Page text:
The main characters, played by Farmiga and Stahl, are Fiona and Isaac Knott. Isaac is an NPR reporter who was paralyzed in a car accident as a child. Fiona is an attractive blonde art restorer that works in a museum. Fiona contacts Knott about a group of people that want to be disabled. Characterized as "wannabes" Isaac tries to understand why anyone would desire to be paralyzed or become an amputee by choice. Two story lines emerge in this film, first, being disabled for "wannabes" is an exalted status and a wheelchair is akin to a throne. Second, Fiona is a closet "wannabe" and seduces Isaac because she has an overwhelming desire to be paralyzed. The first half of the film is captivating. Fiona and Isaac are interesting characters that draw in the viewer. Isaac is reserved and a thoughtful soul. In contrast, Fiona is a beautiful, exotic, and creepy. Their developing relationship is fascinating to watch.

From my perspective, the most interesting part of the film involves subtle and pointed comments about disability. For example, I liked the low wheelchair height camera angle that followed Isaac as he navigated the streets of the city. Another disability theme that was well done involved Isaac's dating life. Isaac's co-worker sets up a date for him and the woman he was supposed to meet walks out once she realizes he uses a wheelchair. Another scene worth noting involved Fiona's seduction of Isaac in which he declares "Yes, I can have sex". In answering an unspoken question Isaac is confronting a specific social inequity--disabled people are considered public property and expected to answer any and all questions that pop into people's minds. At the forefront of rude and intrusive questions people ask is about sex.

The problem with Quid Pro Quo is that once the relationship between Isaac and Fiona is established the film spins out of control. The story line becomes convoluted and grossly unrealistic. I understand the filmmakers intent--a role reversal in the lives of the two central characters--but the way this is accomplished is terrible. Fiona "comes out of the closet" and uses a wheelchair while Isaac gets a pair of magic shoes that enable him to walk. Worse yet, the film tries to explain the cause of Isaac's disability and Fiona's obsession with paralysis. In short, Quid Pro Quo is an interesting movie that had great potential but failed to resonate in the end.

Tuesday, October 14, 2008

Election Double Talk

As election day nears the Obama/Biden and McCain/Palin campaigns are in high gear. The rhetoric of the campaign has been building and has not yet reached its apex. In terms of disability related stories, exaggeration and falsehoods abound. If I had to pick a "winner" for misleading statements McCain and Palin are the clearly ahead of Obam/Biden. Two examples should suffice: 1. Special Needs Truth 08 pointed out an October 9 Sean Hannity interview with McCain and Palin. McCain said that many "special needs" families show up at campaign events and "Sarah Palin wants to take on that task of helping relieve the burden". Apparently in McCain's estimation Palin wants to discover the cause of autism and find a cure for it, a job she is "uniquely qualified to do". 2. According the at a town hall meeting in Milwaukee Palin boasted that she had increased funding for programs for children with disabilities in Alaska and would do the same nationally.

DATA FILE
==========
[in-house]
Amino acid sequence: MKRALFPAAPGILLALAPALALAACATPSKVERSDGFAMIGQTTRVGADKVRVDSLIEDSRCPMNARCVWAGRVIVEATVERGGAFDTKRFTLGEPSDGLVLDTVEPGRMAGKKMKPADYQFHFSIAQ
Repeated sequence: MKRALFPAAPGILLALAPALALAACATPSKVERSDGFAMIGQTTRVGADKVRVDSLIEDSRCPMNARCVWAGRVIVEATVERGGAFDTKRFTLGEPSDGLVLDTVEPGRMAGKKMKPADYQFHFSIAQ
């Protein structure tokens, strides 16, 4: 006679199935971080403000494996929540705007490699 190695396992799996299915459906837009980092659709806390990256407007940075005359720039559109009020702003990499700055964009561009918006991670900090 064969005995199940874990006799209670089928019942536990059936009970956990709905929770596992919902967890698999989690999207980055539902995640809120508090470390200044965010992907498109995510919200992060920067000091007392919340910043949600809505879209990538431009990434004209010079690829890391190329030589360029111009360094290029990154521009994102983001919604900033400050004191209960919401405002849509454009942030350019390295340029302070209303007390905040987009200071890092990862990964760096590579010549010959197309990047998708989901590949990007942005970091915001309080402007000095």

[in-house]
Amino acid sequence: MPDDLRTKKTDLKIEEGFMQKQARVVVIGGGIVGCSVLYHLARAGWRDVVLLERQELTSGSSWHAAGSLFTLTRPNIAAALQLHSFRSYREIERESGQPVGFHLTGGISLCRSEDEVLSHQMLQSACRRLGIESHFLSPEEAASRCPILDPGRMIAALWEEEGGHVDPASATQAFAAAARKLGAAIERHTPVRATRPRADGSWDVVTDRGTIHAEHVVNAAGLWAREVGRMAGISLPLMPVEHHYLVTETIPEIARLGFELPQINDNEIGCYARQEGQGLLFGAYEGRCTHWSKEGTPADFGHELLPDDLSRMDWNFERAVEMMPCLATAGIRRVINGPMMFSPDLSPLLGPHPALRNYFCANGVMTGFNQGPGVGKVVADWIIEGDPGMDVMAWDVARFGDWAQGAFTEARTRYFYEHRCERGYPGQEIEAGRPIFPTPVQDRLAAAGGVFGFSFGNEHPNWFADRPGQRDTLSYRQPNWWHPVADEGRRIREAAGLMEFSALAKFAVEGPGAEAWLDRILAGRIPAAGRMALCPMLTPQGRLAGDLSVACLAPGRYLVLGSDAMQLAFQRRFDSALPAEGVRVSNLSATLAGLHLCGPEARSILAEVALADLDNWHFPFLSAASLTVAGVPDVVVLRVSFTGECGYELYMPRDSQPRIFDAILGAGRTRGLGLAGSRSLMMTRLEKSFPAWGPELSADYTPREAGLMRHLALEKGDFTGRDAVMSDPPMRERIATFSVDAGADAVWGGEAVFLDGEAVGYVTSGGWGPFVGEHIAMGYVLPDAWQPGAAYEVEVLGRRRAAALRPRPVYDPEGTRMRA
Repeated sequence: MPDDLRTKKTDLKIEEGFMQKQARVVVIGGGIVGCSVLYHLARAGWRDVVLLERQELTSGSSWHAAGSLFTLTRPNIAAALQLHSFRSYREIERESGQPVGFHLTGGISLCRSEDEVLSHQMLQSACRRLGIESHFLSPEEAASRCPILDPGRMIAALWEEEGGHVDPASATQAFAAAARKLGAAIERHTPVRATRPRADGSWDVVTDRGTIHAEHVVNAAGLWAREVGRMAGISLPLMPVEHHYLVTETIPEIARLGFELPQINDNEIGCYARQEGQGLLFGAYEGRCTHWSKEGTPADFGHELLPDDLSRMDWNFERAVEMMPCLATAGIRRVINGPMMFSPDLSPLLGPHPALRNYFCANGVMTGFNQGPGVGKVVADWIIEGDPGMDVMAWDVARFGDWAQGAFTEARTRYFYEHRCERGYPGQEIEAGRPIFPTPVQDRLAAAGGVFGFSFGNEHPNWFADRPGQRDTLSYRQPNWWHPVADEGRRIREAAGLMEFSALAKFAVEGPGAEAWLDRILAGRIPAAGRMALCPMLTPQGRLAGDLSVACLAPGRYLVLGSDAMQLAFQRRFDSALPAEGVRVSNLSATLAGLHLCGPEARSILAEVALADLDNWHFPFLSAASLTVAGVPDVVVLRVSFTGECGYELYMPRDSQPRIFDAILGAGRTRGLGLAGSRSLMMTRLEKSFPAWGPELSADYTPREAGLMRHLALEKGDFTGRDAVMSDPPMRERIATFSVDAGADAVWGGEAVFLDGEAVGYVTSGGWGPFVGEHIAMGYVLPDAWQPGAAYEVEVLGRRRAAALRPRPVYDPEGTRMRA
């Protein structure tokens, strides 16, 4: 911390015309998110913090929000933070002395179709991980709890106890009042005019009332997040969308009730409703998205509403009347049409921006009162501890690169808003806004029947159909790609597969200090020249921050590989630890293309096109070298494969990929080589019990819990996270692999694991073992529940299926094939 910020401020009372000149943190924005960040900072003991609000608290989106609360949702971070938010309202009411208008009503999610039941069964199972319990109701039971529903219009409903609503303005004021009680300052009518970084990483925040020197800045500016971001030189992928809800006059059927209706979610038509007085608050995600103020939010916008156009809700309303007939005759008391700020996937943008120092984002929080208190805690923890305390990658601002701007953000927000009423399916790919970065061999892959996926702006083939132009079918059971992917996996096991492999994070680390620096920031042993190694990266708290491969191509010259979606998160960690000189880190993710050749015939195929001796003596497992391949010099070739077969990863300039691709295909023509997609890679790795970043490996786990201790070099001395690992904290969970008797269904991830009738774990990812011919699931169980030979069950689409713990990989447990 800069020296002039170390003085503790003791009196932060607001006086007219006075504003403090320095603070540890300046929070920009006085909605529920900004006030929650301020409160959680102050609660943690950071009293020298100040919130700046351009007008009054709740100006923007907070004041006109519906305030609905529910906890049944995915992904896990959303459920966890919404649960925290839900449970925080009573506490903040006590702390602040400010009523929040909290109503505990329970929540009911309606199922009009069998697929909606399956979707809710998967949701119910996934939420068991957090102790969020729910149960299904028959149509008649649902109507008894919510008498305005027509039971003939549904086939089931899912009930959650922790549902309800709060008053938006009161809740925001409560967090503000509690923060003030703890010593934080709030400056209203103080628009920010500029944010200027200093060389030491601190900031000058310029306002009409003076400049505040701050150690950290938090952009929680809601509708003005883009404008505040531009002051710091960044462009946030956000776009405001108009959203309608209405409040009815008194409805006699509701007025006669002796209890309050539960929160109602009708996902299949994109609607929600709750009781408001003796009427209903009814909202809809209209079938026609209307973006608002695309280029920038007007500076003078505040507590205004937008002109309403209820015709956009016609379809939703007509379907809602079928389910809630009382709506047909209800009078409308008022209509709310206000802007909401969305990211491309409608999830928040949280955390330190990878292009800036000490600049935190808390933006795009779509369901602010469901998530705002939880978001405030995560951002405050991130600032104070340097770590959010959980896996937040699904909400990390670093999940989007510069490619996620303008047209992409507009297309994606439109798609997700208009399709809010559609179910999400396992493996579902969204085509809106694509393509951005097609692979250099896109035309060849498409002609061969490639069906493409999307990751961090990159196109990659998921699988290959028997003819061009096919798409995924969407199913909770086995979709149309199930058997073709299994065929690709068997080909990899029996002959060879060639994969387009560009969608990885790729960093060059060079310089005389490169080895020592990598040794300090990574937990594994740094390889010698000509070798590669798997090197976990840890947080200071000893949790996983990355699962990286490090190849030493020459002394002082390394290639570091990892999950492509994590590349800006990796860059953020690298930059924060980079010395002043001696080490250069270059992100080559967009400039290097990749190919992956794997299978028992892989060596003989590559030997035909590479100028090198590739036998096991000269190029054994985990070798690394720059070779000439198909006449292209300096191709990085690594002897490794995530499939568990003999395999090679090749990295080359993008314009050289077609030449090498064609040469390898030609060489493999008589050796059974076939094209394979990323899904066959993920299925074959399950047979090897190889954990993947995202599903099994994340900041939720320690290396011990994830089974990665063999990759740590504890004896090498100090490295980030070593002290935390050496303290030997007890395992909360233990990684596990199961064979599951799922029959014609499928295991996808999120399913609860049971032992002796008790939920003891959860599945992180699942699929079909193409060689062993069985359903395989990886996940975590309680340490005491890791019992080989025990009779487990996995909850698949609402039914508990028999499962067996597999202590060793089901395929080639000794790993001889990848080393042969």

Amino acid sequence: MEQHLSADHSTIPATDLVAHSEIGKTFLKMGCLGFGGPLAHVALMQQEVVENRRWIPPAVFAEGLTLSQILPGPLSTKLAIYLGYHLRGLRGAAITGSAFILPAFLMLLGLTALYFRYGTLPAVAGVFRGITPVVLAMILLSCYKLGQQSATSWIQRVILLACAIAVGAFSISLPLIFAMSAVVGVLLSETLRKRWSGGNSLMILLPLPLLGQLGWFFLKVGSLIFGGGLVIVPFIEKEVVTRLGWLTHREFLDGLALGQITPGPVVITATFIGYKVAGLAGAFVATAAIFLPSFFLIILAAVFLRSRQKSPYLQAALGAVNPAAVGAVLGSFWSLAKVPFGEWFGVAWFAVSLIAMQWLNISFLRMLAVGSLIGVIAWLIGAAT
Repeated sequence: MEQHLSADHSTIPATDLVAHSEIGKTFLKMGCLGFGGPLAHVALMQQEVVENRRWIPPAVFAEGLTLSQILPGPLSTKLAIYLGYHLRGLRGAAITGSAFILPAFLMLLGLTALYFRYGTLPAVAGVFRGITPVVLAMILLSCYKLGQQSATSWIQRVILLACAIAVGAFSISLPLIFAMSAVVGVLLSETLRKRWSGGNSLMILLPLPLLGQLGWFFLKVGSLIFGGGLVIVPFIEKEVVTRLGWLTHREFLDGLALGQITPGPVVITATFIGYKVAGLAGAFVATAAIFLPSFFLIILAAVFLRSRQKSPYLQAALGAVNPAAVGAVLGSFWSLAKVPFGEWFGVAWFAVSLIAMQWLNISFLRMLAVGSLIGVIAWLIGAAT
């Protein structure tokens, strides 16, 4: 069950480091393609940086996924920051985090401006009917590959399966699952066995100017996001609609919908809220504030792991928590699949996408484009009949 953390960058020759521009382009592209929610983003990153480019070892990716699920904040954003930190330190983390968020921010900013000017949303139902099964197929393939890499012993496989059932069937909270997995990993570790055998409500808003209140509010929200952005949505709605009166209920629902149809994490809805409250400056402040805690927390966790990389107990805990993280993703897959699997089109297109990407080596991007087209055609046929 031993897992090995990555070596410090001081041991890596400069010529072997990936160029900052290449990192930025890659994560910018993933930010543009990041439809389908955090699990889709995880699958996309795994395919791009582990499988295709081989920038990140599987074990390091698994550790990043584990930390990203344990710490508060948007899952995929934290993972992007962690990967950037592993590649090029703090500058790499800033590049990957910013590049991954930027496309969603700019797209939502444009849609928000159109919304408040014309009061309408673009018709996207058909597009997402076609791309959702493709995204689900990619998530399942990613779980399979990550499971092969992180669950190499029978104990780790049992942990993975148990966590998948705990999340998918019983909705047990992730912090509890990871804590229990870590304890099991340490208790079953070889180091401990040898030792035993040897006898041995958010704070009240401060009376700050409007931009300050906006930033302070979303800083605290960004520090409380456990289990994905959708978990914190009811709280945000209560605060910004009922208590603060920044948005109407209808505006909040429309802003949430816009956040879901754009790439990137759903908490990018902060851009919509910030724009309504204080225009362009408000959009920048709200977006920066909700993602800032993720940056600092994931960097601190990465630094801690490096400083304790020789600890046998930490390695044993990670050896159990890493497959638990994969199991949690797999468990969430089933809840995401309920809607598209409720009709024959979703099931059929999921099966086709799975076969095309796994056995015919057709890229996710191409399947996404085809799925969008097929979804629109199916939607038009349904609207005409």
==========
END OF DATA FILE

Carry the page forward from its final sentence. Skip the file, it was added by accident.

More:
On example one: Palin's son Trig does not have autism. Trig has Down Syndrome. Palin is not the least bit qualified to find a cure for autism. McCain should know the difference between autism and Down Syndrome. McCain should also know that children with autism or Down Syndrome are not a "burden" on anyone. If McCain doubts this, he should listen to what Palin has to say about her son Trig.

On example two, Palin stated she will increase spending for special needs children. McCain has stated he will not increase spending programs. In fact he often states that he would "impose a spending freeze to stop the spending spree in Washington". This line garners applause but is at direct odds with what Palin has stated.

While I do not like McCain and Palin, I will admit that within a very narrow range Palin states many good things about "children with Special needs". The Palin interviews I have seen are either conducted by media cronies such Sean Hannity who asks powder puff questions or pointed interviews in which Palin refuses to state anything beyond memorized talking points. The result is I have no clue as to whether she has the inclination or power to become an advocate for children with special needs. This is particularly confusing to me in part because Palin generates such a strong response--people seem to either love or hate her. No such reaction is evident in the disability community. Savvy disability commentators are critical of Palin because of her far right-wing positions and distrust of Republican policies. Yet, like other disabled people, I hope she does indeed become an advocate for not just special needs children but the adults they become.